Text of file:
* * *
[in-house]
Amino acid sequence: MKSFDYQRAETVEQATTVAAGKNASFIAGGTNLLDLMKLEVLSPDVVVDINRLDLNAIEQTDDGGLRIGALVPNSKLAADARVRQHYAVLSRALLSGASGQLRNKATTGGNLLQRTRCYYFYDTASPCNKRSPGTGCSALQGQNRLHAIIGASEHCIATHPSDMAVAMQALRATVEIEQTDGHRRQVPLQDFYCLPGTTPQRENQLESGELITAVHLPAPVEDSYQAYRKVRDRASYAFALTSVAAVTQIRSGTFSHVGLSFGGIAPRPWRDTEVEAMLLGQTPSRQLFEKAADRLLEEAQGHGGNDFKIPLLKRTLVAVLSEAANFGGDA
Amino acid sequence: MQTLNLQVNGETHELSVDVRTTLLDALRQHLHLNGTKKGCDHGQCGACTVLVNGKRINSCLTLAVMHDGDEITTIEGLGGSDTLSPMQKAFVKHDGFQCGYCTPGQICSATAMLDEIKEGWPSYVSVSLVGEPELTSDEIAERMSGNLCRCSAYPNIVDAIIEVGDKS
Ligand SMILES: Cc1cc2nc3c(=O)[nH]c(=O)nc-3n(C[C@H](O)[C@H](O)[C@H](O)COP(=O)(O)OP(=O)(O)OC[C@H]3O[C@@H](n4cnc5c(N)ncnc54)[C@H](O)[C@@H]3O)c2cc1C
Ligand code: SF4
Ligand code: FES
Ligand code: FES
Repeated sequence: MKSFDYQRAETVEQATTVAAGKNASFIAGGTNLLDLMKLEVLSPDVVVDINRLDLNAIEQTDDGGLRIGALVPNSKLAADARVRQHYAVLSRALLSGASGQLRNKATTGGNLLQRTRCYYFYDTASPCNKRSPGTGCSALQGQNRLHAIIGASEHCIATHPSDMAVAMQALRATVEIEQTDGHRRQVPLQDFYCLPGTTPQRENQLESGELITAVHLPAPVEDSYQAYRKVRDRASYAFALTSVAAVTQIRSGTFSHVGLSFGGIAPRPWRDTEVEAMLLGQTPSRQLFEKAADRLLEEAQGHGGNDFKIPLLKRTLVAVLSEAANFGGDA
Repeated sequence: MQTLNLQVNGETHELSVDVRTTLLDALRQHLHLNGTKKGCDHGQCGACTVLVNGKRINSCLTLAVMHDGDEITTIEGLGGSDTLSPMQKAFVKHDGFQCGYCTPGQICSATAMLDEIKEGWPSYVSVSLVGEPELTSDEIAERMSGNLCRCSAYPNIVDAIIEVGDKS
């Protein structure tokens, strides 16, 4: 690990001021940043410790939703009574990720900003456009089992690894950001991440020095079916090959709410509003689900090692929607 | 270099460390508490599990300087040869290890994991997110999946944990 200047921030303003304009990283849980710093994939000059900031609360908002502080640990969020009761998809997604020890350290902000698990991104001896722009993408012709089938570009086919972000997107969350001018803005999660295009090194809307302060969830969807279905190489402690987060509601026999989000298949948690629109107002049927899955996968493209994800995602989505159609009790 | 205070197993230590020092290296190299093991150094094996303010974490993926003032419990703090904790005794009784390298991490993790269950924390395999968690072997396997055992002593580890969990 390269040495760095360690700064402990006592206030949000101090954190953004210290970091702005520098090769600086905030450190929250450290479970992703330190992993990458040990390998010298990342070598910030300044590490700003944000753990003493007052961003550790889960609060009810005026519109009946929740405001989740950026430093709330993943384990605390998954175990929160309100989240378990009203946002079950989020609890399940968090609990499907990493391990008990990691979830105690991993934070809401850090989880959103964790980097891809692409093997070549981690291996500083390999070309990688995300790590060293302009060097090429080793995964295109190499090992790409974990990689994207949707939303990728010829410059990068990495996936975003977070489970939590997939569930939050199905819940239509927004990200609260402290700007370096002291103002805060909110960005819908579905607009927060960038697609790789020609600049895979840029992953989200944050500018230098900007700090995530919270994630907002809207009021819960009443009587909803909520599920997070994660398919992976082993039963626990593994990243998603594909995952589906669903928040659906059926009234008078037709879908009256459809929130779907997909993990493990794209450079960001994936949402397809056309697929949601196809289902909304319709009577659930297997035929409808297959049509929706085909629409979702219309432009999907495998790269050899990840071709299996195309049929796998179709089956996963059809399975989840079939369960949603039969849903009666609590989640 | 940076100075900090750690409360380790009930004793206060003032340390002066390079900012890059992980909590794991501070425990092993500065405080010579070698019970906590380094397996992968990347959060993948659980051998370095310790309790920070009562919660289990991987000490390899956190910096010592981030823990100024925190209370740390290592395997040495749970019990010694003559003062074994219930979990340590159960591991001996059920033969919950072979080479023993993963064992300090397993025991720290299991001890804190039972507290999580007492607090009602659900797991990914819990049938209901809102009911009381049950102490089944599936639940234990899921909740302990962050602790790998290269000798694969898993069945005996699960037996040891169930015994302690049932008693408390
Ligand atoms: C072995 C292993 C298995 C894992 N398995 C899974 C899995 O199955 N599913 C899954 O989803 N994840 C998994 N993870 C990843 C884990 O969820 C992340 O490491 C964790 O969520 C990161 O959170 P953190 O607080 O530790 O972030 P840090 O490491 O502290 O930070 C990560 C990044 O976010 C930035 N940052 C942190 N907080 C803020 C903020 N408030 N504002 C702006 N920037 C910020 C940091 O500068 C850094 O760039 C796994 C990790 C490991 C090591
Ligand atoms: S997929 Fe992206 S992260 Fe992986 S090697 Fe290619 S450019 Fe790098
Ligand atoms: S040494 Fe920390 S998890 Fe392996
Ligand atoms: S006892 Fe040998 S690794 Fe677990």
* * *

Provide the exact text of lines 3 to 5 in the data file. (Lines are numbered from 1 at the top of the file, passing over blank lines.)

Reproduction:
Amino acid sequence: MQTLNLQVNGETHELSVDVRTTLLDALRQHLHLNGTKKGCDHGQCGACTVLVNGKRINSCLTLAVMHDGDEITTIEGLGGSDTLSPMQKAFVKHDGFQCGYCTPGQICSATAMLDEIKEGWPSYVSVSLVGEPELTSDEIAERMSGNLCRCSAYPNIVDAIIEVGDKS
Ligand SMILES: Cc1cc2nc3c(=O)[nH]c(=O)nc-3n(C[C@H](O)[C@H](O)[C@H](O)COP(=O)(O)OP(=O)(O)OC[C@H]3O[C@@H](n4cnc5c(N)ncnc54)[C@H](O)[C@@H]3O)c2cc1C
Ligand code: SF4